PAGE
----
On May 20, 4:59 pm, djh <halitsk...@att.net> wrote: > You wrote: > > ******** > Start learning R. Jackknifing requires combining the results of n+1 > analyses, where n is the number of segments. Here's how it's done. > > Let b denote the vector of estimated coefficients (including the > intercept) you get from the usual analysis. For i = 1,...,n, let > b'i denote the vector of coefficients you get when you omit the > comparisons involving segment i, and let b"i = n*b - (n-1)*b'i. > For a 7-predictor model you would end up with an n x 8 matrix B". > The trick is to treat B" as if its rows were independent estimates > of the coefficients. The column means are reduced-bias estimates > of the coefficients, and 1/n times the (inferential) covariance > matrix is an empirical estimate of the covariance matrix of the > estimated coefficients. > > I suppose you could do all that via the interface to John's program, > but it would certainly be awkward. > ******* > > I understand what you mean about "awkward" - since my i's are large, > they imply a manually un-doable number of runs into John's calculator. > > But let me first try to understand something more basic about what you > wrote that I presently don't understand. > > The 7-predictor model right now is generally run on 32 cells, > resulting in 32 (n0,n1) pairs for 32 different input sets > S1,...Sk,...,S32, each with its own set of input segments that can be > thought of as being labelled this way: > > s1v1,...,siv1,...,snv1 ("v" means subscript) > ... > s1vk,...,sivk,...,snvk > ... > s1v32,...,siv32,...,snv32 > > If we were dealing with just one of these 32 sets of input segments, I > would understand exactly what you mean about running nvk times, > omitting in each run the comparisons for segment sivk from ivk=1 to > ivk=nvk. > > But since we run the 7-predictor model on all 32 sets of segments > simultaneously, I don't at all understand what you mean. In > particular, it doesn't make any sense to me that you want me to run > the model nvk times on just one cell Sk of the 32. How can the model > generate coefficients for just one cell? > > When you described this originally, I thought that what was necessary > was simply to get nvk (n0,n1) pairs for each cell 1...k...32, where > each nvk pair results from omitting results involving a different sivk > in s1vk,...,sivk,...,snvk. > > But now it seems that you meant something entirely different, and I'm > hoping I've conveyed the source of my confusion well enough for you to > help me through it. > > Very sorry to be so dense, Ray ... I know the demand it places on your > time and patience ...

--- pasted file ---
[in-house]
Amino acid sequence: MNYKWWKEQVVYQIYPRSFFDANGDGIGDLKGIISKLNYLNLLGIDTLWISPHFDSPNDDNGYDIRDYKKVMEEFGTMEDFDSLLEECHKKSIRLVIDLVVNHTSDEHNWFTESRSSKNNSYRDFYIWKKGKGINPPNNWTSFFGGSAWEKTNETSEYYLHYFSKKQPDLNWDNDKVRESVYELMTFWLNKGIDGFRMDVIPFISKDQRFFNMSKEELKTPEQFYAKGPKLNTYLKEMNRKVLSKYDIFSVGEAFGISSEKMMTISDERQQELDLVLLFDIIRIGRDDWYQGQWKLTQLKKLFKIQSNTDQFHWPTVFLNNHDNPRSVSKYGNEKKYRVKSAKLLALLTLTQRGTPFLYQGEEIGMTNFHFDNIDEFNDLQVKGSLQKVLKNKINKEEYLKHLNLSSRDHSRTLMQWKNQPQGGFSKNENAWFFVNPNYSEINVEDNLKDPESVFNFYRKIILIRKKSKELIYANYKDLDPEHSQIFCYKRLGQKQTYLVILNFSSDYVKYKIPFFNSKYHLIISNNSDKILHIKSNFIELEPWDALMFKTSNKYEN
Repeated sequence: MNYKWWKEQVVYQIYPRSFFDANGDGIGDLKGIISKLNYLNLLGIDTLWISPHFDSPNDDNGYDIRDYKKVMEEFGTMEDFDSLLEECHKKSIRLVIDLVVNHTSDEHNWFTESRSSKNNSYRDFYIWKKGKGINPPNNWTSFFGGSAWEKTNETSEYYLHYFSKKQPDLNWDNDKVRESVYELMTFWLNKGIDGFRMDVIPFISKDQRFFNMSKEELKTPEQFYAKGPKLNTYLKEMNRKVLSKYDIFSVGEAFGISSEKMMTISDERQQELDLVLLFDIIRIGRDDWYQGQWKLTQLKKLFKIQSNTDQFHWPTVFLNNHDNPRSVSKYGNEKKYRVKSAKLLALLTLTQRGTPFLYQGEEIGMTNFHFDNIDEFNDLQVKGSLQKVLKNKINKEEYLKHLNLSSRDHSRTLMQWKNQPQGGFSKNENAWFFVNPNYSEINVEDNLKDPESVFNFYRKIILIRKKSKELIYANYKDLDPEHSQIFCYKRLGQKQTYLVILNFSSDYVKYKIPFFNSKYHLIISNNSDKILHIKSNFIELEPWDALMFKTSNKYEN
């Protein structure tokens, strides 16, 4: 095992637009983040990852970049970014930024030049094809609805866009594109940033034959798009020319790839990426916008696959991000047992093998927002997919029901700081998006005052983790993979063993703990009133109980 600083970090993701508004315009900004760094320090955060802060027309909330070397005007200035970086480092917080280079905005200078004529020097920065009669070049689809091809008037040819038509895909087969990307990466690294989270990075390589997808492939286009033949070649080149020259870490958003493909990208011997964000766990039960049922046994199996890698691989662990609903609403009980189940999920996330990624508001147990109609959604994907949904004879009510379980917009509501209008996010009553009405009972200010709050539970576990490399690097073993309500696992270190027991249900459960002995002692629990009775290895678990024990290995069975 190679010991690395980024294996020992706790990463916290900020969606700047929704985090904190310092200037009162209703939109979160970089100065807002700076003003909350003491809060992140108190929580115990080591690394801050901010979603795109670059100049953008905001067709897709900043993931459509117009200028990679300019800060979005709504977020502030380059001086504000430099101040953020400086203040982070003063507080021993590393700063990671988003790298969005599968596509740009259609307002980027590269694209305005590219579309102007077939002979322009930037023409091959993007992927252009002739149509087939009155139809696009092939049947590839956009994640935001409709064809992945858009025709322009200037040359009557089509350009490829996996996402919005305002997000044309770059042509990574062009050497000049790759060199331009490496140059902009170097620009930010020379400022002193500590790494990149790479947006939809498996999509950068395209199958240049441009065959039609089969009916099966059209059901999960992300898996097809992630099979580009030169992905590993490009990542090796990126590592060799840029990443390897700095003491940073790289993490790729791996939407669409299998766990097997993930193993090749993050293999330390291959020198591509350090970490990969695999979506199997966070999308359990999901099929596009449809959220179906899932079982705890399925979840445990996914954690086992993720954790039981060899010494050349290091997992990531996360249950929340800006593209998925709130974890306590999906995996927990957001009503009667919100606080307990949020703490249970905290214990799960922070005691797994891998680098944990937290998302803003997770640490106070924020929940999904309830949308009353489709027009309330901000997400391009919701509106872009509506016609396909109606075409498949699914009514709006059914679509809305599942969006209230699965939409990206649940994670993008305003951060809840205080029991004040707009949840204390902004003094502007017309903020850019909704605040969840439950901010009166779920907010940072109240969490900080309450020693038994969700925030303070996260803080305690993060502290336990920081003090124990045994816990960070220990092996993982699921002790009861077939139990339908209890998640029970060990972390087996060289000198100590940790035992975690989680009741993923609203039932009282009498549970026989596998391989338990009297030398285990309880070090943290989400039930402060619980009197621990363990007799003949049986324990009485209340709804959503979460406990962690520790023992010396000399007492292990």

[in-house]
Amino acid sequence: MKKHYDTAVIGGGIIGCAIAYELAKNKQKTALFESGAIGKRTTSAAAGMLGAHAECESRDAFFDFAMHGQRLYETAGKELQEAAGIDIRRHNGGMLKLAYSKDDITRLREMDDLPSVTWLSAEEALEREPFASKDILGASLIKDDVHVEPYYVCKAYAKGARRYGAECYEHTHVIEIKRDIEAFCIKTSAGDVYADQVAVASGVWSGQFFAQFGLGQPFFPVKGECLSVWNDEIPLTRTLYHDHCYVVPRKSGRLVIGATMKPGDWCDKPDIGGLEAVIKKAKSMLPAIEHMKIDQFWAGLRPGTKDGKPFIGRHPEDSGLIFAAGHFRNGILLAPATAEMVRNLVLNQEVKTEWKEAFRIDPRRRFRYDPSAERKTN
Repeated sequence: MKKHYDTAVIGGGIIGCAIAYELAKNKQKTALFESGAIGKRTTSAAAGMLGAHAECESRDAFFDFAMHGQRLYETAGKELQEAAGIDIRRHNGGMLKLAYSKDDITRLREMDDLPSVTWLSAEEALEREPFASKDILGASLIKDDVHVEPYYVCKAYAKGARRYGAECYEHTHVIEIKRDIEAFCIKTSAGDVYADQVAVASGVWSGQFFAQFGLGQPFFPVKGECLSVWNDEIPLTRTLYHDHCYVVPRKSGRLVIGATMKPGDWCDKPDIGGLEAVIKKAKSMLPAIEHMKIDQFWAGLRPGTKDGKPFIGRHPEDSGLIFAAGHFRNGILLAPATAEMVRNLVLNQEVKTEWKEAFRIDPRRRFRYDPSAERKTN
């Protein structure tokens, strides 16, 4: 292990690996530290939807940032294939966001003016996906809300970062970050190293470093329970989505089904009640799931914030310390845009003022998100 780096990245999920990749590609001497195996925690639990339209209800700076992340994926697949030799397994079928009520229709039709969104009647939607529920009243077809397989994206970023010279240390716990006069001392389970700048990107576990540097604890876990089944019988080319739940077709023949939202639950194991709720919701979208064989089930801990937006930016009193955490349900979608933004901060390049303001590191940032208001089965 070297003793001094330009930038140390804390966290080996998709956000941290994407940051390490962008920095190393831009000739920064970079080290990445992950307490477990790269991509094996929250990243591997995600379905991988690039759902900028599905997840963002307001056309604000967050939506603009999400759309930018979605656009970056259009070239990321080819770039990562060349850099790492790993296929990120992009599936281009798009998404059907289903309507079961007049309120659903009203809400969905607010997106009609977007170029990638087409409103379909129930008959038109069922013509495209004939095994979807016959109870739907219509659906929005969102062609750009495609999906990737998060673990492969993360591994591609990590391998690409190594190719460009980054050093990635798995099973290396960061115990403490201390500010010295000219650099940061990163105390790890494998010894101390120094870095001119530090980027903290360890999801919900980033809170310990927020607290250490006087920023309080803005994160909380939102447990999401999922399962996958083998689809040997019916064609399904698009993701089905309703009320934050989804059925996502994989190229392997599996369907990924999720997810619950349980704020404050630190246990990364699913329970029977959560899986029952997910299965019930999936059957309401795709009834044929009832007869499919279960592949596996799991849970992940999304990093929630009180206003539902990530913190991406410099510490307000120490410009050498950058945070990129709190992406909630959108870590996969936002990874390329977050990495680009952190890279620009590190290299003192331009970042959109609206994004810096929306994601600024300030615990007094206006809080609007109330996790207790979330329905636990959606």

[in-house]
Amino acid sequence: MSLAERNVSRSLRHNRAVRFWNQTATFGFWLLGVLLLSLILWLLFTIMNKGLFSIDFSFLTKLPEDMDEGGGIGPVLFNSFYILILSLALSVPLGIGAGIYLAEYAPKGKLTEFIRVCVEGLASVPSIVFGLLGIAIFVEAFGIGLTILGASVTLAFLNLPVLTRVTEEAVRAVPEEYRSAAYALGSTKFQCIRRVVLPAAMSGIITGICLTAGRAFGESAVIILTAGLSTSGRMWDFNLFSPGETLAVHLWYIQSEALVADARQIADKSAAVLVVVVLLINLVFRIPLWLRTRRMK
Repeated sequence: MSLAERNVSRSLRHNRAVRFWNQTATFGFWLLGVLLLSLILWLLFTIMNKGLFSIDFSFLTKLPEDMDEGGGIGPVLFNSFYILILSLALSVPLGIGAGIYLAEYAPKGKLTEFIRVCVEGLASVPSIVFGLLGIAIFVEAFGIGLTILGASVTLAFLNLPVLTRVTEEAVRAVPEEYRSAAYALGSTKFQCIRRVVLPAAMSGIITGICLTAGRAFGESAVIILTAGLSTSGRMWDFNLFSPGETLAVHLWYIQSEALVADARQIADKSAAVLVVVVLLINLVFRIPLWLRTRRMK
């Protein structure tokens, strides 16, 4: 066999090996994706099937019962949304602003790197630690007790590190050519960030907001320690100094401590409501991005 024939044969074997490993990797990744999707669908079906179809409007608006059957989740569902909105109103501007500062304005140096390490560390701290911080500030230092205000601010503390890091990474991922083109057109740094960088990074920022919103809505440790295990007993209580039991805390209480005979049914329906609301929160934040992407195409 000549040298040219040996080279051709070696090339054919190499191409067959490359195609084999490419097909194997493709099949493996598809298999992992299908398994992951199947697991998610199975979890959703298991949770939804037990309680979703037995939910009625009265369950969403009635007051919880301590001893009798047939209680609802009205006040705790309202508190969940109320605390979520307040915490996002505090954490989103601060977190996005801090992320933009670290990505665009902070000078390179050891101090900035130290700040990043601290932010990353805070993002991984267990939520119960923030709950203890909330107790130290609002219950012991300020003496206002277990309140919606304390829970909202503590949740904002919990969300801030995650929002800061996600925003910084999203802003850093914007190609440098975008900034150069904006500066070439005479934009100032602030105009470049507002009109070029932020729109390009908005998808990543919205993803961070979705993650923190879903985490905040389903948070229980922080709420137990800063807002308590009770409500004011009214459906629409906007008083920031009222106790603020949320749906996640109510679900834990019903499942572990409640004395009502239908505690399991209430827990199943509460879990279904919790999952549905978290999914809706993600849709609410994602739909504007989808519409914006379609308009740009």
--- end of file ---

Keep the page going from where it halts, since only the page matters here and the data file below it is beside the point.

Please correct any errors in the following. I need to be sure that I have it right it before I try to explain the jackknife.
1. A segment is compared only to other segments in the same length interval, never to a segment in a different length interval. However, for reasons that don't matter at this point, not all possible pairs of segments in the same interval are compared.
2. Whether or not a pair matches depends on only that pair, regardless of what other comparisons are (or are not) done or the outcomes of those comparisons.
3. c,L,e,u are properties of individual segments, but x1 & x2 are properties of pairs. The values of c,L,e,u in the two driver regressions are the averages of (the logs of) the values of the segments in the pair.
4. The values of L used in the logistic regression depend on only the endpoints of the intervals, regardless of the actual values of L of the segments that are included in the analysis.
5. If a segment is omitted from the analysis then nothing outside that segment's length interval will change. In that segment's interval, all pairs involving that segment, and only pairs involving that segment, will be removed from the set of pairs that are compared, and no new pairs will be added to that set. Both of the driver regressions may change, which may change the (x1,x2) values of some pairs, which in turn may change the four w values and (n0,n1) pairs.